“Coupe Utility” Redux: Should the El Camino and Ranchero Rise Again?

Since their introduction in the 50's, the El Camino and Ranchero have been favorites for performance enthusiasts and street cruisers alike. Should they return?

Since their introduction in the 50’s, the El Camino and Ranchero have been favorites for performance enthusiasts and street cruisers alike. Should they return?

What would make new models of automobiles more appealing to the consumer in the 21st century? Perhaps the auto manufacturers should once again look to the past to predict what would be hot now. One of the possibilities could be the return of the sport pick-up like that of the Chevrolet El Camino, or Ford Ranchero. These favorites of yesteryear might be a welcome addition to an industry that needs more fire and fun!

Ford kicked off the “coupe utility” movement in 1957 with the debut of the Ranchero. The El Camino found its way to the showroom floor in 1959. It was the time of the great migration to the suburbs so a vehicle capable of carrying all the various things homeowners must haul around became a necessity. But the suburban pioneers didn’t want to be seen tooling around in harsh riding pick-ups and family-friendly station wagons were never quite the same after that first bag of steer manure ruptured inside the cabin. What they had in mind had to be comfortable, stylish and have a secure barrier between their upwardly mobile noses and frequent loads of compost.

It didn’t take long after their appearance on the scene for performance enthusiasts to be drawn to the unconventional but modification friendly platform. Being able to combine the beauty and style of a high performance street machine with the ability to haul parts, tires and tools at a moment’s notice made the Ranchero and El Camino favorites in the hot rod community. As their popularity grew, the availability of custom parts for these applications increased dramatically.

Throughout the 60s and early 70s, the two models went in different ways stylistically. The El Camino stayed near to the full-sized configurations even though it was downsized a bit with its incorporation into Chevrolet’s Chevelle platform. Fortunately, the availability of the Chevelle’s SS396 high-performance option along with the almost limitless availability of high performance Chevy small block parts made the El Camino a favorite during the muscle car era.

Ford took the Ranchero in a different direction when in 1960, it adopted the compact Falcon platform. Staying with the standard six-cylinder and three speed manual transmission as its base configuration, Ford opted to focus the Ranchero’s sales on the inexpensive, compact vehicle market. 

Fortunately with the advent of Ford’s 260 and 289 V-8 engines, the lightweight Ranchero began to develop a performance car persona. Modified Rancheros started to appear on the street as boulevard brawlers. As its popularity increased, Ford began to offer more Ranchero options for performance and comfort. The platform was changed to the Fairlane and then Torino configurations so the inclusion of larger engine/powertrain options as well as comfort options was feasible. By the 1976 model year, Rancheros had been offered with Cobra-Jet 351C options as well as 390, 428, 429 and 460 V-8’s.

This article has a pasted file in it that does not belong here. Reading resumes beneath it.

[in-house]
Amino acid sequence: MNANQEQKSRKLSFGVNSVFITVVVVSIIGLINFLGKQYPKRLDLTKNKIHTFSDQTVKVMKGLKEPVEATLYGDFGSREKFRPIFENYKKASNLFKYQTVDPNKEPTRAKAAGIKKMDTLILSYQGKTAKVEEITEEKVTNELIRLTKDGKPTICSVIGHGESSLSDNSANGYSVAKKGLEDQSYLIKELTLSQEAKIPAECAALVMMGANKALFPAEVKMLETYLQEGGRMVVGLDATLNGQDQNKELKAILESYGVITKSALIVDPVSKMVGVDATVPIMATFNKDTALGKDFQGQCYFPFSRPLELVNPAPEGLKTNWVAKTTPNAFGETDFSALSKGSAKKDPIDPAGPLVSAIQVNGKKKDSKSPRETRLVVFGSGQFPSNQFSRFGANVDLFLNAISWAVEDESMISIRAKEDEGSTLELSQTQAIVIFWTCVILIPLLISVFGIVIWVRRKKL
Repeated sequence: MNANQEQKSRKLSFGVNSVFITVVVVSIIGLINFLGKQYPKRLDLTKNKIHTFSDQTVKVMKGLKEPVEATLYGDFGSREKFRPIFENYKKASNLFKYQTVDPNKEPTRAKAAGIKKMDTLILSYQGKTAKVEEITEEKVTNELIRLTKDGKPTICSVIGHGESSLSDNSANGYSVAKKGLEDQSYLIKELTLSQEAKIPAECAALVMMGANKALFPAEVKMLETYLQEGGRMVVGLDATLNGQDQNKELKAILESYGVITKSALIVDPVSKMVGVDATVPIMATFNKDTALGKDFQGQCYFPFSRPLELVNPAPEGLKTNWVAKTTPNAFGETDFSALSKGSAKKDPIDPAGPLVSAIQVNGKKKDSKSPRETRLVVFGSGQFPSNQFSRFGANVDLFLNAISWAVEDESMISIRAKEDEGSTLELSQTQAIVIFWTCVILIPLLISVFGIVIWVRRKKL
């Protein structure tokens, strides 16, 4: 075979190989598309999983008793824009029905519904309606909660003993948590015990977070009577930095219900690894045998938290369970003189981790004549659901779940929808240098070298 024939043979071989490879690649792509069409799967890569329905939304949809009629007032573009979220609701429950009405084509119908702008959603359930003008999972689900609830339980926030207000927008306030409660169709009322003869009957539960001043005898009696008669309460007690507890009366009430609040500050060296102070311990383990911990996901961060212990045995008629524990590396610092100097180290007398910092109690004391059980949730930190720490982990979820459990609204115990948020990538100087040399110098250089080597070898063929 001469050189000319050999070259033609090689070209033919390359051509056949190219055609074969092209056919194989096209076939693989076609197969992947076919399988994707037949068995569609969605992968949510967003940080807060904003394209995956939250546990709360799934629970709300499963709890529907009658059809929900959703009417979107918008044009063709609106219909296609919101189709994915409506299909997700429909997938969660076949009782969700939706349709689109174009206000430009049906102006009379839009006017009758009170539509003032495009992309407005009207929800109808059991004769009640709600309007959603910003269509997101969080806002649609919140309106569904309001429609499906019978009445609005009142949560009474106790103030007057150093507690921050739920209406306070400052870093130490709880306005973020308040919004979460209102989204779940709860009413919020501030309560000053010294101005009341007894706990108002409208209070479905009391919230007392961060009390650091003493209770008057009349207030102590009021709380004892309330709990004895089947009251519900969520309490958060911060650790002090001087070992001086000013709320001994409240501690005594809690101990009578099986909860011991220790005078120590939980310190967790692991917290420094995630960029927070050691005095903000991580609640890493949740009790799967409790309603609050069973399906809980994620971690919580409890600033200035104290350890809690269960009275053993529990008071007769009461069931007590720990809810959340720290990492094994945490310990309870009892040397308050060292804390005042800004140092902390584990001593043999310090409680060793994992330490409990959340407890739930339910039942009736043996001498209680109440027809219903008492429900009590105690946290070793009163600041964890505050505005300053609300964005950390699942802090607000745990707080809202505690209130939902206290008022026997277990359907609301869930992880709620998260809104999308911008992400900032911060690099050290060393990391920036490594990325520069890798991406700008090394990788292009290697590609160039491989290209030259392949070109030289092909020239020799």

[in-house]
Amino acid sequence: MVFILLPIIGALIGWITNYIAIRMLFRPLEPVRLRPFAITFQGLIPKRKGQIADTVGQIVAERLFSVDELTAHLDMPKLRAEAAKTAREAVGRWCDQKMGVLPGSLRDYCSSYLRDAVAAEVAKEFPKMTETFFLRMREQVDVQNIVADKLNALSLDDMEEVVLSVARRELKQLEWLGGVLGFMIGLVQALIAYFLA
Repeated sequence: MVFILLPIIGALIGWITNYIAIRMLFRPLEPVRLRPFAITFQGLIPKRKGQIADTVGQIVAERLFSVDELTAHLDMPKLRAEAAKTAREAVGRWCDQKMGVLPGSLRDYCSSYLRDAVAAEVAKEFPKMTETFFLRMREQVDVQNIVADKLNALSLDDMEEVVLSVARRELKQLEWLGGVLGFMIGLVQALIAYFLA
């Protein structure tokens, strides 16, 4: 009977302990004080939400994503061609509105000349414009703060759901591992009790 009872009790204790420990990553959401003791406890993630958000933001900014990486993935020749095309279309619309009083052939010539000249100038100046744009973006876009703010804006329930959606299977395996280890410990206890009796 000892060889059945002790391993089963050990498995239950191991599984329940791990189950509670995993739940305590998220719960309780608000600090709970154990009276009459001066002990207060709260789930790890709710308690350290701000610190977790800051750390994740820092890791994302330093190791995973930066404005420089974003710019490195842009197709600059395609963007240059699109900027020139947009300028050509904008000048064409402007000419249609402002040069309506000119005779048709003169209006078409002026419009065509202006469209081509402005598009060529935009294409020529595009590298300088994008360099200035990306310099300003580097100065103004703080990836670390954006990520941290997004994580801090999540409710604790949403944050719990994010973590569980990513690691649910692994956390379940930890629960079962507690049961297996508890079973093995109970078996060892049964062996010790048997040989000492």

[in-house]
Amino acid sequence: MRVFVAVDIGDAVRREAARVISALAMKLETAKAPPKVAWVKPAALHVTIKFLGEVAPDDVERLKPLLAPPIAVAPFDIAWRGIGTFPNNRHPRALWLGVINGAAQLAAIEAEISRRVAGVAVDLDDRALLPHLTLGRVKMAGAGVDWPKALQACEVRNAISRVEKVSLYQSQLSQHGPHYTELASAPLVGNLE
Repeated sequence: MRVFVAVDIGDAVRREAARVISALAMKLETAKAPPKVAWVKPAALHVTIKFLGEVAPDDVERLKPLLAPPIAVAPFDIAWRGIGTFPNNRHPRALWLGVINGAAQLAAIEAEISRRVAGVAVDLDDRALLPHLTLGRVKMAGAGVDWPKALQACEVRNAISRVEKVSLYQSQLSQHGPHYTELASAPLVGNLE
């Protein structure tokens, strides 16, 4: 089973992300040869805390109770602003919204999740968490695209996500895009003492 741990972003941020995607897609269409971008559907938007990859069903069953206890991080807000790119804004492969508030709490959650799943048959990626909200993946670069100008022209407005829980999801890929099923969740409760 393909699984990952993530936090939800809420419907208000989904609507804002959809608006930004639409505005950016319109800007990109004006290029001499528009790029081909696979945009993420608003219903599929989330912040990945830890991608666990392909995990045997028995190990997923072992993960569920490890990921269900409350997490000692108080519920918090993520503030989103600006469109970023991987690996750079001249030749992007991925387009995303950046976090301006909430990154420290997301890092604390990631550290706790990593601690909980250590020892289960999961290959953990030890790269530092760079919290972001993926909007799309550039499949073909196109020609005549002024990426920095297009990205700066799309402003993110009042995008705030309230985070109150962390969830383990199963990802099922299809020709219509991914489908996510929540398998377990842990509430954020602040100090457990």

The question remains though, would the “coupe utility” be a viable model for automotive sales in the 21st century? And if it is, what models would offer a good starting point?

Light pickup trucks are now a huge segment of the automotive market. Their vast improvements in performance, style and comfort over the years have made serious inroads in passenger car sales. They have also become favorites for creating performance street machines and hot rods.

So there may be some question if there is a market for a passenger car/truck product. It should be noted that Chevrolet tested the waters with their “pretty boy” SSR offerings but the combination never really garnered a mass appeal. Even though it eventually became a cool performer once the bugs were worked out, not enough buyers wanted to pony up nearly 50 grand for the retro-modern “truck.” 

However a quick look into the realm of performance car enthusiasts reveals that the popularity of the vintage Ranchero/El Camino is as popular as it ever was. Replica parts are readily available for restorations of both these models. Unfortunately, viable original raw material is becoming more and more scarce. The reintroduction of these models in an updated form could very well be a lucrative revenue stream for auto manufacturers.

Would a full-sized Mopar with Hemi power and the back half opened up interest you?

Choosing a platform to base a new coupe utility vehicle on would make an interesting dilemma. Chevrolet and Ford have a track record in this category so it would be logical to assume that they would rely on full-sized combinations that worked for them in the past. However, if Dodge or Chrysler decided to jump into the mix, that could result in some fun choices. Perhaps a Dodge Charger or Chrysler 300 base with the back half scooped out and powered by a Hemi would be something they should consider? Just a thought!

About the author

Paul Lambert

Paul Lambert is an independent writer who grew up during a time in Southern California car culture when big horsepower and high speed were celebrated above all. He now understands that turning, stopping, appearance and comfort are equal in importance...almost! Paul tries to find something likeable and interesting about anything with wheels and thinks that the people, history, and culture of hot rodding are often as important to the story as the cars and events being featured.
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